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Law360 Quotes Peter Barnes and David Rosenbloom on International Interest Deductions in Tax Bill
Caplin & Drysdale

Law360 Quotes Peter Barnes and David Rosenbloom on International Interest Deductions in Tax Bill

Date: 12/7/2017

As tax writers work to align the tax reform bills passed in both houses of Congress, tax specialists predicted the Senate version’s international tax provisions would prevail over those in the House bill in most instances, but suggested the final version of the limit on interest deductions from international group members was harder to predict.

“My assumption is that the House will go out of its way to accept as much of the Senate bill as it can because the Senate is a more fragile institution with the Republican majority,” said David Rosenbloom of Caplin & Drysdale in Washington. “I don’t think they’re going to fight about things that would go back to the Senate.”

. . .

“Trying to figure what is base return, a routine return, versus a high return is a fool’s errand, particularly because returns vary, depending on things like inflation,” said Peter Barnes, a senior fellow at Duke University School of Law and a former tax executive with General Electric Co. Barnes also said the GILTI provision and others in the legislation “are terribly difficult for taxpayers to administer and for the government to audit.” How, he asked, will accounting firms ask their clients to “feed in data to calculate the GILTI?” [Mr. Barnes is also Of Counsel to Caplin & Drysdale’s International Tax Group.]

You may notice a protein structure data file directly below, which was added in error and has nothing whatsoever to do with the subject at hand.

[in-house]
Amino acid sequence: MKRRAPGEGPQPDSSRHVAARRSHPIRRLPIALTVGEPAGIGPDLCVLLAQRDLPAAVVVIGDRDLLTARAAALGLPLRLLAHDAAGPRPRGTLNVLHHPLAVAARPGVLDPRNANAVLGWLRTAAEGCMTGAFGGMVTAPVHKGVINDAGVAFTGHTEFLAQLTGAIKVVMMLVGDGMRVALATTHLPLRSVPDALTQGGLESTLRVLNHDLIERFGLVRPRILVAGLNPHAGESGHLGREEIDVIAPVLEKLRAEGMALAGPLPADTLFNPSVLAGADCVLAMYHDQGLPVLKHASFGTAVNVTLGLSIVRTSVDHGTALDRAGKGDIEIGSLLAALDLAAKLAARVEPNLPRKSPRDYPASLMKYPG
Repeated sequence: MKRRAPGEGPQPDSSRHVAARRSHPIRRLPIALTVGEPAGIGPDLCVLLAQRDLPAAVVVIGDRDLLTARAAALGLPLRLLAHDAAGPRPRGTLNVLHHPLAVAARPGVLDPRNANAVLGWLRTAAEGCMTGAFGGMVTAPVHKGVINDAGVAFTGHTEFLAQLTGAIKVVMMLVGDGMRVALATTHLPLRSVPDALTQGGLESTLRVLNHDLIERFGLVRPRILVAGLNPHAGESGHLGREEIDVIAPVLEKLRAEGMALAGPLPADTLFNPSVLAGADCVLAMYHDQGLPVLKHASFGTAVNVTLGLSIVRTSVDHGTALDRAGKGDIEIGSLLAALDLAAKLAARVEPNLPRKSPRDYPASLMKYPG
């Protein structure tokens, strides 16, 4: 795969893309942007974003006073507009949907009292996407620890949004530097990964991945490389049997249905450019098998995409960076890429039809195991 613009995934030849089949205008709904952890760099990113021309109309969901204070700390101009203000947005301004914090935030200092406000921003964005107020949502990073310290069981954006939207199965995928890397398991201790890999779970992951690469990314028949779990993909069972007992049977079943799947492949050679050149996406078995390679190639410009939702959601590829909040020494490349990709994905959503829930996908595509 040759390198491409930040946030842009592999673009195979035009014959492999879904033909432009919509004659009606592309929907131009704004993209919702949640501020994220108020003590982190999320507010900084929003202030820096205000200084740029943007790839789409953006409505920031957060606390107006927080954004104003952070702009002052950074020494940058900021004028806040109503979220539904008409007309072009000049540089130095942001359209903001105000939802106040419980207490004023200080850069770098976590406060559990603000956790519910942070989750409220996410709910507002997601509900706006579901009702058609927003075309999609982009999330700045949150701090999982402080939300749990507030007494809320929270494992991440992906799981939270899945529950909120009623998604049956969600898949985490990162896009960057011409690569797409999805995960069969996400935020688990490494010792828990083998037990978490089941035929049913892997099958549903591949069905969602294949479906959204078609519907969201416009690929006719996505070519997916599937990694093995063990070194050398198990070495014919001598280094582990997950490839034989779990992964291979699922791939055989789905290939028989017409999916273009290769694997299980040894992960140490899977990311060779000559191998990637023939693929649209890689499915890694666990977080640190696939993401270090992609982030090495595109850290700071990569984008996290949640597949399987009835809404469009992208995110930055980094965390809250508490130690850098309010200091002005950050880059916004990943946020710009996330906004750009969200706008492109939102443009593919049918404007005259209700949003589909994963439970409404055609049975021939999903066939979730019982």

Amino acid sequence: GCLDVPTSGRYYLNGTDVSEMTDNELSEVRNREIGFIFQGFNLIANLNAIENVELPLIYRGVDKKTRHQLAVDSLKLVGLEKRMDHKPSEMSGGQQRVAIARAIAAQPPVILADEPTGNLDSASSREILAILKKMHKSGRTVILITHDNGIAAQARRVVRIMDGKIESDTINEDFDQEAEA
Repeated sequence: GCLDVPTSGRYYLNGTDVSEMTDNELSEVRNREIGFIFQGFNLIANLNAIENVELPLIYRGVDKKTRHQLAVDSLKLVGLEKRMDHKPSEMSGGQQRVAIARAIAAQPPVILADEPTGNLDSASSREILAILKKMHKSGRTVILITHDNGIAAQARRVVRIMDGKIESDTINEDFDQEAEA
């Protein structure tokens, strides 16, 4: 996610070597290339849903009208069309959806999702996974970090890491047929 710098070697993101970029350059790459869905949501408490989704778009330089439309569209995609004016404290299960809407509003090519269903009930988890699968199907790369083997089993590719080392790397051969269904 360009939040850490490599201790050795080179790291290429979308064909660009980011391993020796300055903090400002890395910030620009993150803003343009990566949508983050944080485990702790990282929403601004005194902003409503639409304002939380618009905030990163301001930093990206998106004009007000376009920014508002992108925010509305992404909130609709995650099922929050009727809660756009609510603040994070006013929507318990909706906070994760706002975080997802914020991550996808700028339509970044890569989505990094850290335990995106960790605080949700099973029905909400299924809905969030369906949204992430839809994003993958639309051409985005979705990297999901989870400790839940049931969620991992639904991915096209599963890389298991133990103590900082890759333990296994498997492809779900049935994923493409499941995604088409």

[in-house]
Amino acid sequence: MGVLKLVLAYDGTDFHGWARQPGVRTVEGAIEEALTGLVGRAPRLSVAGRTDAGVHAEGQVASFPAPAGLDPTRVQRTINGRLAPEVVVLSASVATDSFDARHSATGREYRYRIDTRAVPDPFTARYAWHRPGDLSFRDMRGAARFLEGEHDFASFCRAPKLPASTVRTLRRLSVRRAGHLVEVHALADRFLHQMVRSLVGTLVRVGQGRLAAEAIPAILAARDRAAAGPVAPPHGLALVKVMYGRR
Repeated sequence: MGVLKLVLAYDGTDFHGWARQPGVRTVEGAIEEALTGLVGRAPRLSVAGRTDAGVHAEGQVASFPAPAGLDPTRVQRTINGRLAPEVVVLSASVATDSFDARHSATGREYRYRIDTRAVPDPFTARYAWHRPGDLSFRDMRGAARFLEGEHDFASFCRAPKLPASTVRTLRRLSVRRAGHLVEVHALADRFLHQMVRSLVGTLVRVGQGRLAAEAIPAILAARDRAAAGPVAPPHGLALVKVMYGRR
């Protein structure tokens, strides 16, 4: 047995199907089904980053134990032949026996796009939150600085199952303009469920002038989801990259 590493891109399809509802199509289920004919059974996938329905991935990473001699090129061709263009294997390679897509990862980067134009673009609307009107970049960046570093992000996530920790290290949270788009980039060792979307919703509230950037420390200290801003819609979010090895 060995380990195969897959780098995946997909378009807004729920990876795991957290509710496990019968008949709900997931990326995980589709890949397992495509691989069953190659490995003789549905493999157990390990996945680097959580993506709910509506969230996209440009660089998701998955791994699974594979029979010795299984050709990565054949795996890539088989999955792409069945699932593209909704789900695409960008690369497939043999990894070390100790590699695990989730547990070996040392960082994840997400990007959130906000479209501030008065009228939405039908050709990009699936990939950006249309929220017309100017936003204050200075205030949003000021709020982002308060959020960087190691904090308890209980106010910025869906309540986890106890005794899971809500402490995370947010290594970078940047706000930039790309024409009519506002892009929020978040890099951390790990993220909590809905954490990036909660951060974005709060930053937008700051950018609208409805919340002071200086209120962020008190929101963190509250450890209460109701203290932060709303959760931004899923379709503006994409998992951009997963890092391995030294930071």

Barnes predicted that further revisions would be needed to any GILTI provision that goes into the final bill — perhaps for years, as was the case with the foreign tax credit and Subpart F changes in the 1986 tax reform legislation.

“For a decade, additional legislation was considered and enacted to smooth the edges of the initial legislation,” he said. “Whatever provision comes out is going to lead to several years of massaging.”

Rosenbloom, for his part, worried that foreign tax authorities would push back against the deduction for GILTI. For “this so-called patent box, other countries are probably not going to give a deduction for those expenses,” he said.

For the full article, please visit Law360’s website (subscription required).

Excerpt taken from the article “Outcome Cloudy On Int'l Interest Deductions In Tax Bill” by Molly Moses for Law360.

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